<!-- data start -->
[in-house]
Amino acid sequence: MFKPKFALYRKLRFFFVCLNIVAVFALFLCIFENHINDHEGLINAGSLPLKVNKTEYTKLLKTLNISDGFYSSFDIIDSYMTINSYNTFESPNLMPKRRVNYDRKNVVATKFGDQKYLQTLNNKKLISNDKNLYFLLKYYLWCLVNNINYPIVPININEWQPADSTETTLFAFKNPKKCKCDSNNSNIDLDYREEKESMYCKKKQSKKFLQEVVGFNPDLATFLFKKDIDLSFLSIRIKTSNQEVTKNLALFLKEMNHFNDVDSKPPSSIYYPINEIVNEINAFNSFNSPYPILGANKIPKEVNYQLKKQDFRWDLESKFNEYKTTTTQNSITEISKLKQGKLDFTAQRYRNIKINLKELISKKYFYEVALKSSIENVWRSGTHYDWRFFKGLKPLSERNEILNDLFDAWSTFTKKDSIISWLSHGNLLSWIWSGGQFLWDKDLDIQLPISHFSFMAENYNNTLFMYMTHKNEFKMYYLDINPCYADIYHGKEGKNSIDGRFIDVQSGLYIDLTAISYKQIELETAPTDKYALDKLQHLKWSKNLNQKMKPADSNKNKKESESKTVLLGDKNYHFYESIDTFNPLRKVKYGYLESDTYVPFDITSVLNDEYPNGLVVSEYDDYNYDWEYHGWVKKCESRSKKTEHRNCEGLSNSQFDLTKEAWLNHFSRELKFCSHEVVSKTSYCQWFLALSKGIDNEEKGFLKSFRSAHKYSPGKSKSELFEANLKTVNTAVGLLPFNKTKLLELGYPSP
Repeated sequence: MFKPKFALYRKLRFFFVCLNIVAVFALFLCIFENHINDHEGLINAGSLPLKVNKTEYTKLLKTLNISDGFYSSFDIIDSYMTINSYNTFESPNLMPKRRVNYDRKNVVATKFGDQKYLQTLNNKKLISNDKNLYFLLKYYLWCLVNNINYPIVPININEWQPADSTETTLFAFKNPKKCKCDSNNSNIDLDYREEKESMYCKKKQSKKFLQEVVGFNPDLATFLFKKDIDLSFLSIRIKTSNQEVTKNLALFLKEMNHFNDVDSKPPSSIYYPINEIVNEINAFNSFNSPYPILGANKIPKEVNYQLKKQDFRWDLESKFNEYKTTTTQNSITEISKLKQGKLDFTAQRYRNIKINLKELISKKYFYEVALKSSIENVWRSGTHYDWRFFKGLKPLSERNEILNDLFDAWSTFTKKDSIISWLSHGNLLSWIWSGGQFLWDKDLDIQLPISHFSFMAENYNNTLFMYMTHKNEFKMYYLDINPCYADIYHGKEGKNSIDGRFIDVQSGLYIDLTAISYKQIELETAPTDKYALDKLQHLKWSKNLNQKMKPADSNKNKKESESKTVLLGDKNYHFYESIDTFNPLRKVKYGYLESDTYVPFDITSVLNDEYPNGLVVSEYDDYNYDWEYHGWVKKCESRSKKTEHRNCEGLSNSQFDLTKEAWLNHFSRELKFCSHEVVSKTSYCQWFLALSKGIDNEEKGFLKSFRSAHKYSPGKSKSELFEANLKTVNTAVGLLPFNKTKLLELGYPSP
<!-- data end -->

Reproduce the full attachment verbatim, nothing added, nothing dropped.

[in-house]
Amino acid sequence: MFKPKFALYRKLRFFFVCLNIVAVFALFLCIFENHINDHEGLINAGSLPLKVNKTEYTKLLKTLNISDGFYSSFDIIDSYMTINSYNTFESPNLMPKRRVNYDRKNVVATKFGDQKYLQTLNNKKLISNDKNLYFLLKYYLWCLVNNINYPIVPININEWQPADSTETTLFAFKNPKKCKCDSNNSNIDLDYREEKESMYCKKKQSKKFLQEVVGFNPDLATFLFKKDIDLSFLSIRIKTSNQEVTKNLALFLKEMNHFNDVDSKPPSSIYYPINEIVNEINAFNSFNSPYPILGANKIPKEVNYQLKKQDFRWDLESKFNEYKTTTTQNSITEISKLKQGKLDFTAQRYRNIKINLKELISKKYFYEVALKSSIENVWRSGTHYDWRFFKGLKPLSERNEILNDLFDAWSTFTKKDSIISWLSHGNLLSWIWSGGQFLWDKDLDIQLPISHFSFMAENYNNTLFMYMTHKNEFKMYYLDINPCYADIYHGKEGKNSIDGRFIDVQSGLYIDLTAISYKQIELETAPTDKYALDKLQHLKWSKNLNQKMKPADSNKNKKESESKTVLLGDKNYHFYESIDTFNPLRKVKYGYLESDTYVPFDITSVLNDEYPNGLVVSEYDDYNYDWEYHGWVKKCESRSKKTEHRNCEGLSNSQFDLTKEAWLNHFSRELKFCSHEVVSKTSYCQWFLALSKGIDNEEKGFLKSFRSAHKYSPGKSKSELFEANLKTVNTAVGLLPFNKTKLLELGYPSP
Repeated sequence: MFKPKFALYRKLRFFFVCLNIVAVFALFLCIFENHINDHEGLINAGSLPLKVNKTEYTKLLKTLNISDGFYSSFDIIDSYMTINSYNTFESPNLMPKRRVNYDRKNVVATKFGDQKYLQTLNNKKLISNDKNLYFLLKYYLWCLVNNINYPIVPININEWQPADSTETTLFAFKNPKKCKCDSNNSNIDLDYREEKESMYCKKKQSKKFLQEVVGFNPDLATFLFKKDIDLSFLSIRIKTSNQEVTKNLALFLKEMNHFNDVDSKPPSSIYYPINEIVNEINAFNSFNSPYPILGANKIPKEVNYQLKKQDFRWDLESKFNEYKTTTTQNSITEISKLKQGKLDFTAQRYRNIKINLKELISKKYFYEVALKSSIENVWRSGTHYDWRFFKGLKPLSERNEILNDLFDAWSTFTKKDSIISWLSHGNLLSWIWSGGQFLWDKDLDIQLPISHFSFMAENYNNTLFMYMTHKNEFKMYYLDINPCYADIYHGKEGKNSIDGRFIDVQSGLYIDLTAISYKQIELETAPTDKYALDKLQHLKWSKNLNQKMKPADSNKNKKESESKTVLLGDKNYHFYESIDTFNPLRKVKYGYLESDTYVPFDITSVLNDEYPNGLVVSEYDDYNYDWEYHGWVKKCESRSKKTEHRNCEGLSNSQFDLTKEAWLNHFSRELKFCSHEVVSKTSYCQWFLALSKGIDNEEKGFLKSFRSAHKYSPGKSKSELFEANLKTVNTAVGLLPFNKTKLLELGYPSP